Bariatric surgery is well recognized for inducing dramatic weight loss in morbidly obese individuals. Over time, however, clinical evidence has shown that this particular surgery is also beneficial for certain metabolic and neuroendocrine conditions. As a result, traditional bariatric surgery has provided the rationale for a new and distinct surgical model, which is known as “metabolic surgery.”
The primary goal of the new model is to prevent, treat, improve or ameliorate Type 2 Diabetes and other metabolic syndrome conditions. In contrast, inducing weight loss is the primary aim of traditional bariatric surgery.
Types of Metabolic Surgical Methods
There are several metabolic surgical procedures in use today, and others are on the horizon. Thanks to laparoscopy, most of the surgeries are safe, less invasive and require fewer incisions, which leads to less pain, discomfort and shorter hospital stays. Additionally, even individuals who are 55 years old and older can enjoy the benefits (Chih¬Kun Huang, Amit Garg, Hsin-Chih Kuao,Po¬Chih Chang and Ming¬Che Hsin, 2015).
According to Rubino (2013), some of the common methods that improve or resolve the risk factors of metabolic syndrome are:
• Roux-en-Y gastric Bypass (RYGB)
• Sleeve gastrectomy (SG)
• Biliopancreatic diversion (BPD)
• Laparoscopic adjustable gastric banding (LAGB)
• Duodenaljejunal bypass (DJB)
Newer no-incision through the mouth metabolic surgeries for T2DM include Transoral gastroplasty (TOGA), which is a technique that is currently under clinical trial, and the Endobarrier Sleeve, which is an evidence-based and successful method. Other procedures include Ileal Interposition (II), Ileal Interposition in combination with Sleeve Gastrectomy (IISG) and Diverted Sleeve Gastrectomy (IIDSG).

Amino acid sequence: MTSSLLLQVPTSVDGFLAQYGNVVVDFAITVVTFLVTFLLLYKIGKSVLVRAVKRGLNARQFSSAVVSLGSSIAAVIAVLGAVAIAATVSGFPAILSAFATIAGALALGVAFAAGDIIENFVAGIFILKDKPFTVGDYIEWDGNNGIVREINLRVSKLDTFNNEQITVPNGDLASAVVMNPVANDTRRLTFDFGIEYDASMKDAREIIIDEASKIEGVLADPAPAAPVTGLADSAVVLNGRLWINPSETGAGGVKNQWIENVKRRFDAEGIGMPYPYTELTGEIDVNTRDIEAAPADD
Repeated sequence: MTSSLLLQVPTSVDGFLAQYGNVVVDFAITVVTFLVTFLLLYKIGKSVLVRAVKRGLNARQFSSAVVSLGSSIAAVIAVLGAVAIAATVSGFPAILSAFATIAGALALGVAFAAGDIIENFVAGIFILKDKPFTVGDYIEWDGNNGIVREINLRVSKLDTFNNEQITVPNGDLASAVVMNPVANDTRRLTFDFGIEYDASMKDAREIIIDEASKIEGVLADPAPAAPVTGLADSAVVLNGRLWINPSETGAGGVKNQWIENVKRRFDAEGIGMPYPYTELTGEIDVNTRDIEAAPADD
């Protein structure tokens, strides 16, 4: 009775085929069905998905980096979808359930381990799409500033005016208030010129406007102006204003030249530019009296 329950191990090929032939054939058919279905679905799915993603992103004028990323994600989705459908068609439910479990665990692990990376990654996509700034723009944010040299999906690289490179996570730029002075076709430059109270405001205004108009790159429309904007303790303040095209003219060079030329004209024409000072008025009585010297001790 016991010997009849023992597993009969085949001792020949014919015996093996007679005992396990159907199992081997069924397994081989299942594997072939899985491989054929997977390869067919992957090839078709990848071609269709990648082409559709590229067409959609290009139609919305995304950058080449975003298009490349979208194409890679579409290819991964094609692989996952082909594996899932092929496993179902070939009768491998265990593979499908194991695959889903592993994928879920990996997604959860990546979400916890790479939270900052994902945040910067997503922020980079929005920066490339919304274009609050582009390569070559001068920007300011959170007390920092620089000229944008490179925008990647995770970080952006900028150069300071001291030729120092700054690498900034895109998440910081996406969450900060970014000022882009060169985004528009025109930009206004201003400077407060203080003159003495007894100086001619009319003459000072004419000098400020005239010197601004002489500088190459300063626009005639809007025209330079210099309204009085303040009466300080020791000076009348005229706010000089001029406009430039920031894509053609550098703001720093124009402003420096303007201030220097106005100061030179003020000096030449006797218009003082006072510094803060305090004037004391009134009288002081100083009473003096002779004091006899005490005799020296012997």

According to Payab and Hasani-Ranjbar (2015), these procedures are not limited to sufferers of morbid obesity but are also used for non-obese individuals with T2DM. In these surgeries, the upper part of the stomach is removed. Additionally, through a surgical repositioning method, a section of the ileum is removed and shifted to either the duodenal or the jejunal areas. This combination leads to a decrease in the hormone Ghrelin that is associated with insulin resistance. Plasma glucose levels are also decreased.
In conclusion, according to Laing (2015), current metabolic surgical procedures are safer and have very low morbidity and mortality rates. Furthermore, clinical evidence supports their positive benefits. As with all surgical procedures, however, there are associated risks involved. That is why it is extremely important that individuals thoroughly research each procedure and discuss them fully with their healthcare providers to determine which approach is best for their particular situation.